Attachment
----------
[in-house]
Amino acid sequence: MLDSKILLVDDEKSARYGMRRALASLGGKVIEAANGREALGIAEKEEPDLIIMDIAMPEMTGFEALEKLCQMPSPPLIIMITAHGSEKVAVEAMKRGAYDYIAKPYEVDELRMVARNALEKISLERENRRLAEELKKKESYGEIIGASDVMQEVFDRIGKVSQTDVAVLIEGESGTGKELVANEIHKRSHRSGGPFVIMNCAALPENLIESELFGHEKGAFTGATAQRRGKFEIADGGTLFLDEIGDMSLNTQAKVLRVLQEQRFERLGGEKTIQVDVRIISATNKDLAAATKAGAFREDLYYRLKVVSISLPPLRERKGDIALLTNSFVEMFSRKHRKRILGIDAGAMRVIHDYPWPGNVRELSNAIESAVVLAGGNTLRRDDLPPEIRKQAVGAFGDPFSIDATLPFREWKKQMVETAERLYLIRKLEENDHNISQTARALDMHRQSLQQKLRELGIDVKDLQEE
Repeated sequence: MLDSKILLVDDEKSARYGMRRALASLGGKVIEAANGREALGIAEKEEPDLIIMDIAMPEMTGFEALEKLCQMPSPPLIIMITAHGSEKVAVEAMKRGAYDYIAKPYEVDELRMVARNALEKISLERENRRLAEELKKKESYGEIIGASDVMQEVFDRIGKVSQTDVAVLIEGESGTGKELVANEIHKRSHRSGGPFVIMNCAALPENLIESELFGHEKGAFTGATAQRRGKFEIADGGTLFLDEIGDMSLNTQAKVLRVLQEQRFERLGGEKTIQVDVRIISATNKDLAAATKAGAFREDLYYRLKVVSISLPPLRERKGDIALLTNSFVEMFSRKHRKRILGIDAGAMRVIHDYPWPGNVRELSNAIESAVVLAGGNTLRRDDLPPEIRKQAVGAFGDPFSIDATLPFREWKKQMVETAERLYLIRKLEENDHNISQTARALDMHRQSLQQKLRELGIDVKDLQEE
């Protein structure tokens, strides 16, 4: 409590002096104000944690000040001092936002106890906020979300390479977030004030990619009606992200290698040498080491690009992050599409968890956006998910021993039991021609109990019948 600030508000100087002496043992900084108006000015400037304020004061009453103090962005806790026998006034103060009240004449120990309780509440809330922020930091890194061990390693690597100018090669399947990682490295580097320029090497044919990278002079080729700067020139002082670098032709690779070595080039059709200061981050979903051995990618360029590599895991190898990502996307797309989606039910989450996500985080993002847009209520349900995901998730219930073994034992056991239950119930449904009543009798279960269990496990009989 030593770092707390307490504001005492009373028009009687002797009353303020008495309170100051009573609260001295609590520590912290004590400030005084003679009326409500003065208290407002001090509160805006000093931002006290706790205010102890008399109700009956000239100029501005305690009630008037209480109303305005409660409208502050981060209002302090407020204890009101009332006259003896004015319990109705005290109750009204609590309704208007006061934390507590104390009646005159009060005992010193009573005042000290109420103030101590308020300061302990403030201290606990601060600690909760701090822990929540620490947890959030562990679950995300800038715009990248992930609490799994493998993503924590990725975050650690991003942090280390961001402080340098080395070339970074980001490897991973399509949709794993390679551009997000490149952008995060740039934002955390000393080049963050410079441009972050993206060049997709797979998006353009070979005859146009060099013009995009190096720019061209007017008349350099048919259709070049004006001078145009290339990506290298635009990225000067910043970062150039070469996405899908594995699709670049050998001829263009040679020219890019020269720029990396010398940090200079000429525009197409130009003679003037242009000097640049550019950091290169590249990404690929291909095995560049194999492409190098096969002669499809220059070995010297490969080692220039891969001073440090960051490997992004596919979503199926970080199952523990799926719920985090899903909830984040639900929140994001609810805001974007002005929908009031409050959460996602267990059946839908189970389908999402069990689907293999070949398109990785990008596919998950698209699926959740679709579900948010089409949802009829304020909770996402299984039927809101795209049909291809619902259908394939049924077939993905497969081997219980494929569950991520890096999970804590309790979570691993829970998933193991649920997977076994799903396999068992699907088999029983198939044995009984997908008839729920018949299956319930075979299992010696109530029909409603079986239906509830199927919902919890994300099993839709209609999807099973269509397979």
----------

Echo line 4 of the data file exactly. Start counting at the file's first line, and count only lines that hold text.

């Protein structure tokens, strides 16, 4: 409590002096104000944690000040001092936002106890906020979300390479977030004030990619009606992200290698040498080491690009992050599409968890956006998910021993039991021609109990019948 600030508000100087002496043992900084108006000015400037304020004061009453103090962005806790026998006034103060009240004449120990309780509440809330922020930091890194061990390693690597100018090669399947990682490295580097320029090497044919990278002079080729700067020139002082670098032709690779070595080039059709200061981050979903051995990618360029590599895991190898990502996307797309989606039910989450996500985080993002847009209520349900995901998730219930073994034992056991239950119930449904009543009798279960269990496990009989 030593770092707390307490504001005492009373028009009687002797009353303020008495309170100051009573609260001295609590520590912290004590400030005084003679009326409500003065208290407002001090509160805006000093931002006290706790205010102890008399109700009956000239100029501005305690009630008037209480109303305005409660409208502050981060209002302090407020204890009101009332006259003896004015319990109705005290109750009204609590309704208007006061934390507590104390009646005159009060005992010193009573005042000290109420103030101590308020300061302990403030201290606990601060600690909760701090822990929540620490947890959030562990679950995300800038715009990248992930609490799994493998993503924590990725975050650690991003942090280390961001402080340098080395070339970074980001490897991973399509949709794993390679551009997000490149952008995060740039934002955390000393080049963050410079441009972050993206060049997709797979998006353009070979005859146009060099013009995009190096720019061209007017008349350099048919259709070049004006001078145009290339990506290298635009990225000067910043970062150039070469996405899908594995699709670049050998001829263009040679020219890019020269720029990396010398940090200079000429525009197409130009003679003037242009000097640049550019950091290169590249990404690929291909095995560049194999492409190098096969002669499809220059070995010297490969080692220039891969001073440090960051490997992004596919979503199926970080199952523990799926719920985090899903909830984040639900929140994001609810805001974007002005929908009031409050959460996602267990059946839908189970389908999402069990689907293999070949398109990785990008596919998950698209699926959740679709579900948010089409949802009829304020909770996402299984039927809101795209049909291809619902259908394939049924077939993905497969081997219980494929569950991520890096999970804590309790979570691993829970998933193991649920997977076994799903396999068992699907088999029983198939044995009984997908008839729920018949299956319930075979299992010696109530029909409603079986239906509830199927919902919890994300099993839709209609999807099973269509397979």